Five years after our original production of Kipling’s Just So stories, we felt it was time to dust off those we adapted previously and one or two we didn’t in a brand new production that, following our success in 2011, proved to be another big hit.
This came to a climax when we were given our second award, a Broadway Baby BOBBY.
Cast: Amy Scarrett, Cara Dunn-Gibson, Tom Hamblin, Immie Brown, James Schofield, Jenny Jones, John Creed, Katherine Tweed, Lauren Hopes, Martha Minall, Philippa Jeffries, Tom Serruya, Sian Jenkins.
How The Show Got Its Stars
Chances are you know Rudyard Kipling’s ‘Just So Stories’ already but you’ve probably never been told those stories quite like this before. Newbury Youth Theatre are a lively, inventive group who tell the classic stories, such as ‘How The Camel Got His Hump’ and ‘The Elephant’s Child,’ in a way which is joyful to watch. These aren’t the kind of stories to send children to sleep, they’re the kind that will keep them up all night asking for more.
Before the stories begin, the cast lie asleep, lounging in huge suitcases, dressed like explorers, all mud-faced and dressed in knee-high socks. The quiet doesn’t last very long before someone rings a loud bell to wake everyone up. It’s time for a story. From the moment the cast first lined-up to introduce themselves, gleefully shouting their favourite things, it was clear that this group are natural entertainers. When one member of the ensemble yells ‘In the beginning!’ it recalled perfectly that initial excitement before the reading of a bedtime story.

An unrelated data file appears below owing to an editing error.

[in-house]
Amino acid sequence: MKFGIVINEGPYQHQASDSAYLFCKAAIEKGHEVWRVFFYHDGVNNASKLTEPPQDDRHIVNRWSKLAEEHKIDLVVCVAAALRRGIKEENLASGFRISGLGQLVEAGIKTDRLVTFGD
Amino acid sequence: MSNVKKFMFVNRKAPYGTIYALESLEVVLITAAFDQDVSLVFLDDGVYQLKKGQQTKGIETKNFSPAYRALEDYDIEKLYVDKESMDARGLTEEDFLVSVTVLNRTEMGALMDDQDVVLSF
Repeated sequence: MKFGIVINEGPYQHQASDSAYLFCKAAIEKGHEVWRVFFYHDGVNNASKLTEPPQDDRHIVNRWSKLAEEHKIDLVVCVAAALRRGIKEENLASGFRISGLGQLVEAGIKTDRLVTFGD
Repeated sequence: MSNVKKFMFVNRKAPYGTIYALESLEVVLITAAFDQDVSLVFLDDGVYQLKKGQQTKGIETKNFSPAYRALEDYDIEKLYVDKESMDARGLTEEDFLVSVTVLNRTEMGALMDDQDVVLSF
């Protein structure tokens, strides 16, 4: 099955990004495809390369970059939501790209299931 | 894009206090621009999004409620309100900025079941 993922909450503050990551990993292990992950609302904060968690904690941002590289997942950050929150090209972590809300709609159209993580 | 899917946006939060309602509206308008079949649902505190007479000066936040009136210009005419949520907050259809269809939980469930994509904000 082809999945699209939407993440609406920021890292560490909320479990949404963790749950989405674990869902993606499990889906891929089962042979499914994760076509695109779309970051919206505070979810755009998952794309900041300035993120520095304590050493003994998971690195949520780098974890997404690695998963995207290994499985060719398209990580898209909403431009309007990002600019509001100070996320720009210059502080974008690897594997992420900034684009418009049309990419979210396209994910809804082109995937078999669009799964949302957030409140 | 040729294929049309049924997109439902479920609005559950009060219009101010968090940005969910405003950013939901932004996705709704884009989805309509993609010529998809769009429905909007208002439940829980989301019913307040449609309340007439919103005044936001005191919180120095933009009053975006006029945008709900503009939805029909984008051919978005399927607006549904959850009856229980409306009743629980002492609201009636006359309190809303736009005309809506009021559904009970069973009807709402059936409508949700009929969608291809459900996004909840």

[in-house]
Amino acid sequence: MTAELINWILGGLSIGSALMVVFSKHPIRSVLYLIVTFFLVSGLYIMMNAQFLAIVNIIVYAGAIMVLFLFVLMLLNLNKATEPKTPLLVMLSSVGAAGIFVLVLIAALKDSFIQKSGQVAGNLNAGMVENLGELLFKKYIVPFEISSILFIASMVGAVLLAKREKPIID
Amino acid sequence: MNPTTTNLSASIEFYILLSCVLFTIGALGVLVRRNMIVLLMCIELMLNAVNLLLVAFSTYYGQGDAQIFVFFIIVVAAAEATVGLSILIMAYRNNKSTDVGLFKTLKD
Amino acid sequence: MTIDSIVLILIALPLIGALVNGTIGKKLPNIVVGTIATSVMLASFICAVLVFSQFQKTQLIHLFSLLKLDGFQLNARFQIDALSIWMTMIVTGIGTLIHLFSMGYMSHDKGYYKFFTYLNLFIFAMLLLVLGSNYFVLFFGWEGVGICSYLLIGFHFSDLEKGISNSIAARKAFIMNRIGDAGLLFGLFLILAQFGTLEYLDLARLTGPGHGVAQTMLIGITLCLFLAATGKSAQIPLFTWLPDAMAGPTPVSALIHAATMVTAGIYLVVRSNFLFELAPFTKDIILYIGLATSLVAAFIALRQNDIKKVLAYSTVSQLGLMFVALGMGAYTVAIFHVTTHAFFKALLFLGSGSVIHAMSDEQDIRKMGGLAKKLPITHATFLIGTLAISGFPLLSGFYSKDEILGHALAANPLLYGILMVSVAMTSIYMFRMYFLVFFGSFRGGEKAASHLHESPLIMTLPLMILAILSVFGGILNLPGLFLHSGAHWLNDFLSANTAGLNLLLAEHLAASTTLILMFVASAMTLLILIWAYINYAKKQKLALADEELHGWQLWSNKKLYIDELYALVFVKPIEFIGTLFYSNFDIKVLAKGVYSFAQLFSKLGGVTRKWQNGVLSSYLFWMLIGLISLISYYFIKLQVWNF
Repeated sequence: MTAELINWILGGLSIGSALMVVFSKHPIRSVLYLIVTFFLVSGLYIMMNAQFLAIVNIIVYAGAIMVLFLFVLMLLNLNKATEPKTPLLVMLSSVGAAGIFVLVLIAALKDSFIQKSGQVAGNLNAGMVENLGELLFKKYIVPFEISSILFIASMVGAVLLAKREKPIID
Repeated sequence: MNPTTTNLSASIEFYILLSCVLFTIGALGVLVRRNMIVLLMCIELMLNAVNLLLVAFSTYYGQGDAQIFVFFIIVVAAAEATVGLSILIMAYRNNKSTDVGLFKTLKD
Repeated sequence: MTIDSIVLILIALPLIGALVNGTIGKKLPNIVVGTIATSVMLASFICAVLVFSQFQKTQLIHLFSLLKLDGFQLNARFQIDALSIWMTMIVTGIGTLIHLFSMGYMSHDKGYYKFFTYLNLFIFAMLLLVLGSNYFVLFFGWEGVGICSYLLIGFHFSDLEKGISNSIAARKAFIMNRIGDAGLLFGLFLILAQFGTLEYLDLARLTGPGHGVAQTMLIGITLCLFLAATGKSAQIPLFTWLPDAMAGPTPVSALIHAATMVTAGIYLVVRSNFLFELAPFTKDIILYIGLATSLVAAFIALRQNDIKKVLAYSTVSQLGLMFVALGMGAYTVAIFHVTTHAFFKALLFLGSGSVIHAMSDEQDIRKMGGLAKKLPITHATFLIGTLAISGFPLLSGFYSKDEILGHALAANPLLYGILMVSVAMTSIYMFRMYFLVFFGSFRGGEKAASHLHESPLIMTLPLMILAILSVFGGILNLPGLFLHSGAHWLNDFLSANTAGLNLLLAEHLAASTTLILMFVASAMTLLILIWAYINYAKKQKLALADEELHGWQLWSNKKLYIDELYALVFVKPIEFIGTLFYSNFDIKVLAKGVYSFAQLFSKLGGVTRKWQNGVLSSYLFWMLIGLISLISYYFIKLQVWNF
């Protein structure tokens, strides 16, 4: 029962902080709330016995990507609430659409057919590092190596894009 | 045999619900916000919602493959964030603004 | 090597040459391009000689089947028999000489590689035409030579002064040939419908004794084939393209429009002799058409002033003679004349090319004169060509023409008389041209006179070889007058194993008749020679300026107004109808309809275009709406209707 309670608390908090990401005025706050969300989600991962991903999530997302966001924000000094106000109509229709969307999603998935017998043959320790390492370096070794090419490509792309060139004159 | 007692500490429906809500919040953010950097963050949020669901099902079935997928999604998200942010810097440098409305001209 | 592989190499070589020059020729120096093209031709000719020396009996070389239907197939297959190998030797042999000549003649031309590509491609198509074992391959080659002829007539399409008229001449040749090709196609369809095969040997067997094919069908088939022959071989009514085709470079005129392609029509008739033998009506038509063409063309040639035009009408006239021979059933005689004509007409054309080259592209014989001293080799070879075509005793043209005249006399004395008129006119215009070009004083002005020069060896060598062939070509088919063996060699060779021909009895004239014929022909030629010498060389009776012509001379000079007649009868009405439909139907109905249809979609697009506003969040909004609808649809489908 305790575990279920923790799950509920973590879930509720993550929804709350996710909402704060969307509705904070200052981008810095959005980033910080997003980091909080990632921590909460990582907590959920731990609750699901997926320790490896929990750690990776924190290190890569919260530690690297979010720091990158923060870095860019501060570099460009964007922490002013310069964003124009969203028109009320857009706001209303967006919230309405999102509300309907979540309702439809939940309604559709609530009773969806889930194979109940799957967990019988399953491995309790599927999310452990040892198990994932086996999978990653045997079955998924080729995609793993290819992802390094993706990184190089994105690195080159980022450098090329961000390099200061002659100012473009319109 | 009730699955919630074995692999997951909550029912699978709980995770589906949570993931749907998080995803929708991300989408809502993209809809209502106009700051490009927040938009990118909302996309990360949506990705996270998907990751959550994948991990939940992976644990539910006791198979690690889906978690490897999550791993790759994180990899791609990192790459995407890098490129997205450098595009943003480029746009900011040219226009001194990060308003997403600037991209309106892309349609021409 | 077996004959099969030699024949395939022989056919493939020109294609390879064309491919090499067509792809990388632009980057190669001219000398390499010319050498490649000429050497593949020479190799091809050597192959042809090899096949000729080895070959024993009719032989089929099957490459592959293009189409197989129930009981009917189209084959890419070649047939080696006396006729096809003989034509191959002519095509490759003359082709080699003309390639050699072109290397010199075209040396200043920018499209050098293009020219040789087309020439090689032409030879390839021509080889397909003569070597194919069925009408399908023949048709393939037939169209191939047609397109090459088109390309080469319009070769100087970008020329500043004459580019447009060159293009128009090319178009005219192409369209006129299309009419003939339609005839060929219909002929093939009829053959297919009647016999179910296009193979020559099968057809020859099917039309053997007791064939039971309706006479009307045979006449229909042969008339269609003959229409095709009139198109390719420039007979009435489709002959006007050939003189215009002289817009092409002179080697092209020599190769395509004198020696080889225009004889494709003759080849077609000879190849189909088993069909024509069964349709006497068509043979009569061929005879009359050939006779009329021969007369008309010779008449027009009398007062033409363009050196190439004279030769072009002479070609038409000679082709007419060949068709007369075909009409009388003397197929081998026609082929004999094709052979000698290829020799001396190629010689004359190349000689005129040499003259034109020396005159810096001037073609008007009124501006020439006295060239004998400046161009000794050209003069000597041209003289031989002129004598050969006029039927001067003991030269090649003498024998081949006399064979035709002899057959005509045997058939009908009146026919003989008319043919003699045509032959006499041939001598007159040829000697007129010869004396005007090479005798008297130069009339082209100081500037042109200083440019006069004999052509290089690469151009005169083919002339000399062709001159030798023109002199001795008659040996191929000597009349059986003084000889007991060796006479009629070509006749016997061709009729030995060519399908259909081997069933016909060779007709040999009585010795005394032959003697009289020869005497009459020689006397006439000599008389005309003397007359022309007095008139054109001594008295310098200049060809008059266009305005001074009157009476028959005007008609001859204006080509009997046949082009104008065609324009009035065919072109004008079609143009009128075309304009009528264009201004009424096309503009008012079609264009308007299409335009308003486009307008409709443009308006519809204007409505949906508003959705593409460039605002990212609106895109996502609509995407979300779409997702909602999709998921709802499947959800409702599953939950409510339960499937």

Every giant suitcase opened marked another story to tell, each conveyed as cleverly as the one before. It’s not the stories themselves but the way they were told that makes this such riotous good fun. The cast said every single word like it mattered and as ridiculously and loudly as they could. They’re an energetic, chaotic bunch, almost fighting to tell the stories but never overpowering one another. They used their bodies to illustrate the tales too: stretching themselves like the tall giraffe or giving a great big ‘humph’ like the camel. Their energy was incredible, it’s rare to see such a big ensemble working so well together to tell the story. It’s also impossible to pick out one member’s performance as standout, as they were all so fantastic and it was the combined voices that made these stories come to life.
Their facial expressions and mannerisms are hysterical; if you can, sit near the front. It’s worth it to see such silly and carefree acting. This cast didn’t even need to rely on audience interaction because the way they told the stories was more than enough to captivate the audience. The songs are also gloriously good fun and the puppets and props used throughout were always used in surprisingly inventive ways.
This is exciting and vibrant storytelling which invests new life into the old stories. No matter what age you are, you’ll want this group to tell you bedtime stories
Newbury Weekly News